IF IT BLEEDS, IT LEADS: No one was harmed in the procuring of Kung Fu Vampire's nutritious beverage.
Creature of The Night
San Jose's Kung Fu Vampire steps into the light with 'Dead Sexy'
By Garrett Wheeler
ONE need only glance at the Kung Fu Vampire to know why, a few years back, a woman at 7-Eleven turned to him and said, very seriously: "You look like the devil." Black eyes, white skin, fangs—eerie, even to the most secular observers. And the Kung Fu Vampire walks among us. His presence in the South Bay is marked by years of performance within the hip-hop community, where he faithfully serves up-and-coming rappers by presiding over the time-honored South Bay Hip Hop showcase. His band, too, is a staple in the thriving local music scene, having establishing itself as one of the most notable and certainly the most stunning hip-hop groups in San Jose. The band, which also plays under the name Kung Fu Vampire, routinely draws capacity crowds even though they only play a few local gigs a year: an annual Friday the 13th show at the Blank Club, and of course, a concert on Halloween.
So who is this dark creature of the night, this Transylvanian man of mystery? Few people are attuned to the Vampire's true identity, a feature of his persona that helps mask the character within. And like many individuals disguised by facade, the Kung Fu Vampire is well aware of his duel roles. "On stage, I want to be scary, dark, feared," says the Vampire, "but at home, the truth is that I'm a very healthy, happy, loving guy. I've had a lot of dark things happen in my life that make me who I am today, and if I didn't present that scary side and tap into that darkness in a positive way, it might come out during the day with friends and family. My outlet is performing—that's what keeps me happy."
Reflecting on the Jekyll and Hyde–like oppositions that exist in his life, Kung Fu Vampire emphasizes the important role that music has played in his life. He started breakdancing at age 6, teaching himself to rap and sing soon after. At age 12, his aunt began taking him to shows—he remembers seeing Metallica play at a small club in San Francisco years before they became international rock-gods. And it was his aunt, the Vampire recalls, who inadvertently introduced him to a vaguely gothic style of dress. "She was always dressed like a weirdo, draped in black, with pink Converse and strange hair—I didn't see too many people dressed like her. Maybe my darkness came from that a little bit too."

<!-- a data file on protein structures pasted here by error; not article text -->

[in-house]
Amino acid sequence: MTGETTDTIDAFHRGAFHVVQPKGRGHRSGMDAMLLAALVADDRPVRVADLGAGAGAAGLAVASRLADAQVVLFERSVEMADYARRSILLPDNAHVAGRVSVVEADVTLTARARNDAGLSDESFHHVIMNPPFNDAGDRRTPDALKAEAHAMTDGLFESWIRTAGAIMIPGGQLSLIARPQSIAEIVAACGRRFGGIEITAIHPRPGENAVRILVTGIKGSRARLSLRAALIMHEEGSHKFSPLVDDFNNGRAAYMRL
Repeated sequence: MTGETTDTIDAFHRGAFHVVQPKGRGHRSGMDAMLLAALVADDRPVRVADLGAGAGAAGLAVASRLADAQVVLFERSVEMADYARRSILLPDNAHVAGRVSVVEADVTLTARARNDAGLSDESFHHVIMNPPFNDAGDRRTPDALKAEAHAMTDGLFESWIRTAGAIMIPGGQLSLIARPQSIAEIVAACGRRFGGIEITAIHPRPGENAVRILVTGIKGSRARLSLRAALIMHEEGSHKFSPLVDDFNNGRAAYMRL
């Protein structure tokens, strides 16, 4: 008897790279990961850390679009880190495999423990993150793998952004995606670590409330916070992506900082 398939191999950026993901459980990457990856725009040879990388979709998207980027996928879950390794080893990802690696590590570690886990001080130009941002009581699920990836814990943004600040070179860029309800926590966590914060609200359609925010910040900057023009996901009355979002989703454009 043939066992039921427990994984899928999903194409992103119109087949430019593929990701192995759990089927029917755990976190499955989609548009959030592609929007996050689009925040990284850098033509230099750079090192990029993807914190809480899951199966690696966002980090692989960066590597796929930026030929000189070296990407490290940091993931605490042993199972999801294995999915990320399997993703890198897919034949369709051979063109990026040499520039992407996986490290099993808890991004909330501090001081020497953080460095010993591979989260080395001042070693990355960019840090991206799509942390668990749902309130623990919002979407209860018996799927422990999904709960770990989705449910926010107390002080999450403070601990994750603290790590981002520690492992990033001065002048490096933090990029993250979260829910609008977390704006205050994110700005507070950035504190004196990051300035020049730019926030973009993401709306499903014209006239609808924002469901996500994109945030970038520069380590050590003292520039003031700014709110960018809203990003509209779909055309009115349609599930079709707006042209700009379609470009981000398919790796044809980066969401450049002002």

As for the Vampire bit, that came much later, when the future Kung Fu Vampire sat with friends in his Japanese garden back-yard, "just being stoners" and devising a hypothetical movie that would take place there—a kung fu vampire movie.
"My homie looked at me and said, 'Dude, you're the Kung Fu Vampire.' And it fit with so many elements in my life. I have dark eyes; I don't go in the sun—I'd been told by people that I look like a vampire. That, with my love of Japanese culture, it just became my character."
Ditching the movie idea, the newly christened Kung Fu Vampire decided to put an end to his fledging band at the time, LSP, and start fresh. Like a soldier of the night, the Vampire began hunting for band members. His first acquisition was drummer Dave West, followed by a cello player who would adopt the name Miss Fortune. "From the start, my vision was to be this big, orchestrated gothic hip-hop group," says the Vampire. "I pictured me as this dark, crazy character, standing on top of a moon-lit Oak Hill Cemetery, in front of the mausoleum, performing with an orchestra of zombied-out females. I wanted the music to be huge, like hard goth but without guitars—just an instrumental orchestra with cellos, violins and trombones playing in superminor, diminished keys. I wanted it to be scary. I never really thought I could it happen, but its happening now."
Indeed, the massive, goth-influenced hip-hop of Kung Fu Vampire's dreams has become reality. A twisting, almost vaudevillian collage of sound, interwoven with the Vampire's rousing vocals, breathes life into the virtually unexplored genre. The group's newest LP, Dead Sexy, is a 13-song collection of material compiled over four years. The album, according to the Vampire, "took forever" to finish, but it contains a number of collaborations that should intrigue a wide range of hip-hop fans. Dem Hoodstarz, Spice One, San Quin and Z-Man all found their way onto the LP, along with local rappers Grunge Toefu, Lucky Lucianni, Doujah Lounge and Rock. "Dead Sexy has some hits on it, and it doesn't have any filler. We also threw a couple live tracks on it," says Kung Fu Vampire, "just to let people hear what we sound like live. I feel proud of it."
KUNG FU VAMPIRE performs on Friday (Oct. 31) at 9pm at VooDoo Lounge, 14 S. Second St., San Jose. Tickets are $13. (408.286.VODO)
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